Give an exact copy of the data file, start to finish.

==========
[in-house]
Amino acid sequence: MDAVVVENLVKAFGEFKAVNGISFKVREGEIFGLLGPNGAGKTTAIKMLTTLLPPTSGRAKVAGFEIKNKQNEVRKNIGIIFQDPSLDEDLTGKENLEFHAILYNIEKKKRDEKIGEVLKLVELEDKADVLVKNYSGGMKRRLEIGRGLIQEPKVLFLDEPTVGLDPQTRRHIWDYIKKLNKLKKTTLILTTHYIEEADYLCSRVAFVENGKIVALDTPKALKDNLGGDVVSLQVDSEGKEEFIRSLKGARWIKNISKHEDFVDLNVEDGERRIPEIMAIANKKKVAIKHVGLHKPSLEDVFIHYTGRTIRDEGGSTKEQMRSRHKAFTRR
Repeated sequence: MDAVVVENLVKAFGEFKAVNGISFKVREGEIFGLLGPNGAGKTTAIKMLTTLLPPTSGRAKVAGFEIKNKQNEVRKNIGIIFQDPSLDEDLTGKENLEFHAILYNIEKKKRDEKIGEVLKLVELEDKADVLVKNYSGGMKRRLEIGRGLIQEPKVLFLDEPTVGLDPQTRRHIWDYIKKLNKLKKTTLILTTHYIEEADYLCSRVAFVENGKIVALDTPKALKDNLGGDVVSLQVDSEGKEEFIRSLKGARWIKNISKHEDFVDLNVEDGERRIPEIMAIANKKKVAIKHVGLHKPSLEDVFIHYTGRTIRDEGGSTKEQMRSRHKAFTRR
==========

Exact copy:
[in-house]
Amino acid sequence: MDAVVVENLVKAFGEFKAVNGISFKVREGEIFGLLGPNGAGKTTAIKMLTTLLPPTSGRAKVAGFEIKNKQNEVRKNIGIIFQDPSLDEDLTGKENLEFHAILYNIEKKKRDEKIGEVLKLVELEDKADVLVKNYSGGMKRRLEIGRGLIQEPKVLFLDEPTVGLDPQTRRHIWDYIKKLNKLKKTTLILTTHYIEEADYLCSRVAFVENGKIVALDTPKALKDNLGGDVVSLQVDSEGKEEFIRSLKGARWIKNISKHEDFVDLNVEDGERRIPEIMAIANKKKVAIKHVGLHKPSLEDVFIHYTGRTIRDEGGSTKEQMRSRHKAFTRR
Repeated sequence: MDAVVVENLVKAFGEFKAVNGISFKVREGEIFGLLGPNGAGKTTAIKMLTTLLPPTSGRAKVAGFEIKNKQNEVRKNIGIIFQDPSLDEDLTGKENLEFHAILYNIEKKKRDEKIGEVLKLVELEDKADVLVKNYSGGMKRRLEIGRGLIQEPKVLFLDEPTVGLDPQTRRHIWDYIKKLNKLKKTTLILTTHYIEEADYLCSRVAFVENGKIVALDTPKALKDNLGGDVVSLQVDSEGKEEFIRSLKGARWIKNISKHEDFVDLNVEDGERRIPEIMAIANKKKVAIKHVGLHKPSLEDVFIHYTGRTIRDEGGSTKEQMRSRHKAFTRR